Batman - The Killing Joke by Alan Moore - Book Review Illustration

Batman: The Killing Joke by Alan Moore

Batman: The Killing Joke by Alan Moore Book Cover
For the first time, the Joker's origin is revealed in this tale of insanity and human perseverance. Looking to prove that any man can be pushed past his breaking point and go mad, the Joker attempts to drive Commissioner Gordon insane.
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Known as the definitive starting point to the Joker’s origins, Batman: The Killing Joke is one of the series’ most well-received graphic novels to date.

But what makes this gritty portrayal of Batman and The Joker’s festering rivalry such a central part of popular culture, especially amongst die-hard fans?

Is it the unflinching violence that the Joker displays throughout? Maybe.

The trials and tribulations that Bruce Wayne must suffer to rise up against his new arch enemy? Possibly.

Or the ferocious speed at which the two collide, along with the collateral damage that follows? Definitely.

I should point out that when it comes to graphic novels, I’m certainly no Batman-guy. My loyalties have always lain with X-men and Daredevil.


Batman: The Killing Joke shows the twisted origin of The Joker (Red Hood) and how he came to be the series number one supervillain.

In attempts to drive Commissioner Gordon insane, The Joker pushes the boundaries of comic-book decency, or rather Alan Moore does. This includes shooting and paralysing Barbara Gordon, the commissioner’s daughter and then kidnapping the commissioner in an attempt to break his mind; forcing him insane.

With the help of Batman, Gordon manages to cling to his sanity in a last ditch effort to dethrone The Clown Prince.


Brian Bolland heads up the artwork throughout, and as you can see, each panel is spectacular. Intricate details, dark atmospheres contrasting with the Joker’s over-the-top colour palette.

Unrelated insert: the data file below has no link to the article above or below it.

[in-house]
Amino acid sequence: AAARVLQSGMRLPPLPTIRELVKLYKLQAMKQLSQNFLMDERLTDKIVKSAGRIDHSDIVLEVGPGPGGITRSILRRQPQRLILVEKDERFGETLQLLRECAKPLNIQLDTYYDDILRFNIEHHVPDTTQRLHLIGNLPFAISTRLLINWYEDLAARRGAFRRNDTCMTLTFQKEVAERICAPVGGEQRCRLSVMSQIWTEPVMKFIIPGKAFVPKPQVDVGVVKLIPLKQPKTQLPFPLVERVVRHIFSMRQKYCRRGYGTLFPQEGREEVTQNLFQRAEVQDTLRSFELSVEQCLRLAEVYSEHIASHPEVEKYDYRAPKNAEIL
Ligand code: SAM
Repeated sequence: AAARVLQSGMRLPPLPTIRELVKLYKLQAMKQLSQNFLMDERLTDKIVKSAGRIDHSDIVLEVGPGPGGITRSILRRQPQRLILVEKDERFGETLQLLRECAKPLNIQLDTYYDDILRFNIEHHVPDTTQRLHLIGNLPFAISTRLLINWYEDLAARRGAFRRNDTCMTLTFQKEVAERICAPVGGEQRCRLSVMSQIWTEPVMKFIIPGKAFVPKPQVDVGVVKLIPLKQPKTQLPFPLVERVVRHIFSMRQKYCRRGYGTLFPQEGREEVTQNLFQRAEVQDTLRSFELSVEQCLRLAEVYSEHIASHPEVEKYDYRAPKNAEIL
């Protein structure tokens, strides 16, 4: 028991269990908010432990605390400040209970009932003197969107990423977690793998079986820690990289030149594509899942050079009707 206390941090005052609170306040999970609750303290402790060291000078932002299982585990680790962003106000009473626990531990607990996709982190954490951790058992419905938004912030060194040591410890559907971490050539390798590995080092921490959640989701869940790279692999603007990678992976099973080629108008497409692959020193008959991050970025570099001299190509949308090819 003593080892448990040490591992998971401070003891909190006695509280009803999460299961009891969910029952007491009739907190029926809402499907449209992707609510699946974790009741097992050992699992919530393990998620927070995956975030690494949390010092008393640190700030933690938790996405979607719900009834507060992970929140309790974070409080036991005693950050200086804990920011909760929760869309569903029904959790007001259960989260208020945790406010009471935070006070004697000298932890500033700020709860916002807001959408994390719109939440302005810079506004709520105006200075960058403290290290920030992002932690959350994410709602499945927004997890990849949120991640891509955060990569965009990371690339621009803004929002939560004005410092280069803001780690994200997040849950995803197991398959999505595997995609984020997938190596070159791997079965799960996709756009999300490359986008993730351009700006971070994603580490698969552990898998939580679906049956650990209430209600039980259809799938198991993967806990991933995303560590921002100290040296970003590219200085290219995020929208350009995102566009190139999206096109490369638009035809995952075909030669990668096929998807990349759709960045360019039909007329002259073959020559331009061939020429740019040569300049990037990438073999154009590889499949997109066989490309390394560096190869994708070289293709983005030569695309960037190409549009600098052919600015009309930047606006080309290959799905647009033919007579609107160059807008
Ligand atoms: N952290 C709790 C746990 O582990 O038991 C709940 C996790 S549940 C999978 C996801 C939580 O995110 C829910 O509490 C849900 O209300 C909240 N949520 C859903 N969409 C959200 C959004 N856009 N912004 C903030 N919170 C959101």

Batman - The Killing Joke - Barbara Gordon - Kristopher Cook Graphic Novel Review
These are the iconic panels of Barbara Gordon being shot by The Joker in front of her father, Commissioner Gordon.

Throughout there are flashes of brilliance; The Joker’s origins, the sadistic lunacy he shows towards others and the ever-building presence of Batman.

However, when it comes to the story, it starts to fall flat. It pains me to say that about a graphic novel by Alan Moore, V for Vendetta is brilliant, but this not so much.

Questions linger over the amount of ‘torture’ that is done to Barbara Gordon, including shooting her, stripping her naked and taking photos of her to send to the Commissioner. It’s also implied that The Joker went a step further, but this is never clarified.

Both origin and main plot are told in parallel, which in a graphic novel works well, but again they are not compelling enough to grip the imagination.

The transaction from Red Hood to Joker works but the breaking of Commissioner Gordon seems manic. Now I know a lot of fans will say ‘but The Joker doesn’t have any morals or any motivations.’

In my opinion, that’s lazy writing.

No motivation means that you can write whatever you want without any real backstory because hey, The Joker’s crazy, right?

While we’re on the point, insanity is supposed to be The Joker’s primary weapon, yet he can’t even use it against Commissioner Gordon to good effect.

The fact that The Joker’s plan comes to nothing; Batman saves the day, and ultimately Gordon was strong enough mentally to withstand the pressure put on him, makes the whole thing feel pointless.

Closing Thoughts

Despite being published in March 1988, the graphic novel still holds up from both a stylistic perspective, as well as its sense of terror. Unfortunately though the same can’t be said for the main plot.

While The Joker’s origin story is average, and the main thread of driving Commissioner Gordon crazy only being a little better, the whole thing seems to be a messy cluster.

I’d only recommend The Killing Joke to die-hard fans, and if that’s the case you’ve probably already read it.

If you agree with my points or have a point to argue against my review, then leave a comment below.

I would love nothing more than for somebody to point out why The Killing Joke is so great because if that’s the case, I completely missed it the first time around.

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